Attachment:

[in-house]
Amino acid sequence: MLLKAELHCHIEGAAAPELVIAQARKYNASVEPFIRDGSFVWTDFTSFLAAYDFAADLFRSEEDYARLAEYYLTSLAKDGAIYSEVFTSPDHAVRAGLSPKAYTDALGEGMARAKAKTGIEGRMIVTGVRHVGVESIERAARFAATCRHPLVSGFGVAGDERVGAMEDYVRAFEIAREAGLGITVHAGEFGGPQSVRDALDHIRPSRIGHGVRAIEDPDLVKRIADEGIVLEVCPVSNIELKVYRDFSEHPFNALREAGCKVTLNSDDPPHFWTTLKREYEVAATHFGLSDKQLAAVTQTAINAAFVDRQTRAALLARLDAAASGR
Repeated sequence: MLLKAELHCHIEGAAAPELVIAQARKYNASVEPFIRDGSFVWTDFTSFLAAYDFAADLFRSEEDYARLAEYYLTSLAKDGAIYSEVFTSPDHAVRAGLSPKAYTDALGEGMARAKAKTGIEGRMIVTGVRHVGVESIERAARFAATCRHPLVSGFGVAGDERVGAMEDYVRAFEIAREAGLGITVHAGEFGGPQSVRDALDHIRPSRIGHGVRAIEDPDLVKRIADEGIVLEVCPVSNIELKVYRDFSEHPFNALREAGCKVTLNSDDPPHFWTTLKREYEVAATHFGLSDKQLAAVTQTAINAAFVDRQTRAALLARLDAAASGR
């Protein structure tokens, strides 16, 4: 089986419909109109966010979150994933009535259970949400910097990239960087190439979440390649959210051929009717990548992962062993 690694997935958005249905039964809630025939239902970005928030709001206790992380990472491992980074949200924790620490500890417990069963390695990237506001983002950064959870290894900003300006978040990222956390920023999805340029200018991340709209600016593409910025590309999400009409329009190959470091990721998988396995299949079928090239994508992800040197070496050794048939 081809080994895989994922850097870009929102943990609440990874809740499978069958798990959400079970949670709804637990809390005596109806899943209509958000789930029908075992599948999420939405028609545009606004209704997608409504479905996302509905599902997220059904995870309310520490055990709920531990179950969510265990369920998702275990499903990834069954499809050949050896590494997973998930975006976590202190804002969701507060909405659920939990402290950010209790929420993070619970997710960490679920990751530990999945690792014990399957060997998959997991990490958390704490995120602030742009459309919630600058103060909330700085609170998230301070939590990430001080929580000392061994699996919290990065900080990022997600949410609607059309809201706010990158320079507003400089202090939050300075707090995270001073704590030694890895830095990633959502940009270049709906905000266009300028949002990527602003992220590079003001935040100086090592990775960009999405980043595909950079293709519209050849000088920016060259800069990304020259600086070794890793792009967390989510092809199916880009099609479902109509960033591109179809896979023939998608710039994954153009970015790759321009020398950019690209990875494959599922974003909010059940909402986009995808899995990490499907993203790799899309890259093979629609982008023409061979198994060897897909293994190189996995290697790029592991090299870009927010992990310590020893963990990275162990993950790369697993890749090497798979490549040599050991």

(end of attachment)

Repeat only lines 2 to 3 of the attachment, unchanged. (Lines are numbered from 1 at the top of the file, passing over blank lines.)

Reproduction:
Amino acid sequence: MLLKAELHCHIEGAAAPELVIAQARKYNASVEPFIRDGSFVWTDFTSFLAAYDFAADLFRSEEDYARLAEYYLTSLAKDGAIYSEVFTSPDHAVRAGLSPKAYTDALGEGMARAKAKTGIEGRMIVTGVRHVGVESIERAARFAATCRHPLVSGFGVAGDERVGAMEDYVRAFEIAREAGLGITVHAGEFGGPQSVRDALDHIRPSRIGHGVRAIEDPDLVKRIADEGIVLEVCPVSNIELKVYRDFSEHPFNALREAGCKVTLNSDDPPHFWTTLKREYEVAATHFGLSDKQLAAVTQTAINAAFVDRQTRAALLARLDAAASGR
Repeated sequence: MLLKAELHCHIEGAAAPELVIAQARKYNASVEPFIRDGSFVWTDFTSFLAAYDFAADLFRSEEDYARLAEYYLTSLAKDGAIYSEVFTSPDHAVRAGLSPKAYTDALGEGMARAKAKTGIEGRMIVTGVRHVGVESIERAARFAATCRHPLVSGFGVAGDERVGAMEDYVRAFEIAREAGLGITVHAGEFGGPQSVRDALDHIRPSRIGHGVRAIEDPDLVKRIADEGIVLEVCPVSNIELKVYRDFSEHPFNALREAGCKVTLNSDDPPHFWTTLKREYEVAATHFGLSDKQLAAVTQTAINAAFVDRQTRAALLARLDAAASGR